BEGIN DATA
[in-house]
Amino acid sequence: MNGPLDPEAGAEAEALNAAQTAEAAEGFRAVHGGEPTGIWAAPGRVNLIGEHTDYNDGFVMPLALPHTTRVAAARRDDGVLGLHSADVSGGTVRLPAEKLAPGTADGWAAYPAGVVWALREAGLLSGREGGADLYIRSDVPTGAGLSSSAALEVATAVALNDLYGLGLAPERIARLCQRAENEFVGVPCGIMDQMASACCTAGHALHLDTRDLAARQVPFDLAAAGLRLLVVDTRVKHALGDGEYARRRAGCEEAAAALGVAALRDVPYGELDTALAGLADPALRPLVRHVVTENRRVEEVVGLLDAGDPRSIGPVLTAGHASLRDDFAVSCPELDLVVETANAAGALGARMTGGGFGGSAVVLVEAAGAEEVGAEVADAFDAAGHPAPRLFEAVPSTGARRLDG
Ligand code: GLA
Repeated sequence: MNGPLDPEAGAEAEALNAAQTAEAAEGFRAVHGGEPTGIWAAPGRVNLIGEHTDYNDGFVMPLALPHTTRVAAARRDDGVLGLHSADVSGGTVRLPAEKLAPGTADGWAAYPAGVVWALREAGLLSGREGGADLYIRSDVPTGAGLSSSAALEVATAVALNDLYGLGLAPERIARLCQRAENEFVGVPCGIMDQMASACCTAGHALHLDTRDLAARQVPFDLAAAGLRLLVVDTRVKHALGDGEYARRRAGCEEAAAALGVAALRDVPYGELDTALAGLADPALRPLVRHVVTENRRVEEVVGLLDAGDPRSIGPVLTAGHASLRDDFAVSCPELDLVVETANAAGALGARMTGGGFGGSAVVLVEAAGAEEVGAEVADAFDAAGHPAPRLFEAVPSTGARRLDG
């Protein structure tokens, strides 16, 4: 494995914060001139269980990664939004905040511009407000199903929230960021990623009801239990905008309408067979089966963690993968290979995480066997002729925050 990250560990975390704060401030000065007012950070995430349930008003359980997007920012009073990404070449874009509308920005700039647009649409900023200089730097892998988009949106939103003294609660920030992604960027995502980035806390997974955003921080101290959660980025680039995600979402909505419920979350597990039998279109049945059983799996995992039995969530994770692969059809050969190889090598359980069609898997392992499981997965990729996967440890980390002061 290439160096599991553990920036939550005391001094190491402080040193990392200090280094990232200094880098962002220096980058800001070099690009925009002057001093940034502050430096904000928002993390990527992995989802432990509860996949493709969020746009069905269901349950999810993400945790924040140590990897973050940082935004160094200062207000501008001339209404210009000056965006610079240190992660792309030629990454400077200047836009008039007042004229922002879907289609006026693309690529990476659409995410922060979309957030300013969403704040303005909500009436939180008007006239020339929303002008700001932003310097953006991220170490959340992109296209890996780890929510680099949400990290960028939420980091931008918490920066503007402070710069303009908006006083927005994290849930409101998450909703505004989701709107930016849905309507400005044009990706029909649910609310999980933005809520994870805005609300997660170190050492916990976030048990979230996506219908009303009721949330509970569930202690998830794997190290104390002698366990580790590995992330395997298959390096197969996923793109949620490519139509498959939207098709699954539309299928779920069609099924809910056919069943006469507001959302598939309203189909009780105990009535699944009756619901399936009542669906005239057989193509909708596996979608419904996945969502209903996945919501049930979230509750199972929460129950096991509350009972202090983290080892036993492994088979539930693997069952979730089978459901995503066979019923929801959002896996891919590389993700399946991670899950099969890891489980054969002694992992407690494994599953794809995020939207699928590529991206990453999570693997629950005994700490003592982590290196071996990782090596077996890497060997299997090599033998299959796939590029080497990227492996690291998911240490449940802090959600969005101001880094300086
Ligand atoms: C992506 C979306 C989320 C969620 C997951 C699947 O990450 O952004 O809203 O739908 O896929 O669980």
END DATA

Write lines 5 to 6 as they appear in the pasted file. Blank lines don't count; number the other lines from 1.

């Protein structure tokens, strides 16, 4: 494995914060001139269980990664939004905040511009407000199903929230960021990623009801239990905008309408067979089966963690993968290979995480066997002729925050 990250560990975390704060401030000065007012950070995430349930008003359980997007920012009073990404070449874009509308920005700039647009649409900023200089730097892998988009949106939103003294609660920030992604960027995502980035806390997974955003921080101290959660980025680039995600979402909505419920979350597990039998279109049945059983799996995992039995969530994770692969059809050969190889090598359980069609898997392992499981997965990729996967440890980390002061 290439160096599991553990920036939550005391001094190491402080040193990392200090280094990232200094880098962002220096980058800001070099690009925009002057001093940034502050430096904000928002993390990527992995989802432990509860996949493709969020746009069905269901349950999810993400945790924040140590990897973050940082935004160094200062207000501008001339209404210009000056965006610079240190992660792309030629990454400077200047836009008039007042004229922002879907289609006026693309690529990476659409995410922060979309957030300013969403704040303005909500009436939180008007006239020339929303002008700001932003310097953006991220170490959340992109296209890996780890929510680099949400990290960028939420980091931008918490920066503007402070710069303009908006006083927005994290849930409101998450909703505004989701709107930016849905309507400005044009990706029909649910609310999980933005809520994870805005609300997660170190050492916990976030048990979230996506219908009303009721949330509970569930202690998830794997190290104390002698366990580790590995992330395997298959390096197969996923793109949620490519139509498959939207098709699954539309299928779920069609099924809910056919069943006469507001959302598939309203189909009780105990009535699944009756619901399936009542669906005239057989193509909708596996979608419904996945969502209903996945919501049930979230509750199972929460129950096991509350009972202090983290080892036993492994088979539930693997069952979730089978459901995503066979019923929801959002896996891919590389993700399946991670899950099969890891489980054969002694992992407690494994599953794809995020939207699928590529991206990453999570693997629950005994700490003592982590290196071996990782090596077996890497060997299997090599033998299959796939590029080497990227492996690291998911240490449940802090959600969005101001880094300086
Ligand atoms: C992506 C979306 C989320 C969620 C997951 C699947 O990450 O952004 O809203 O739908 O896929 O669980």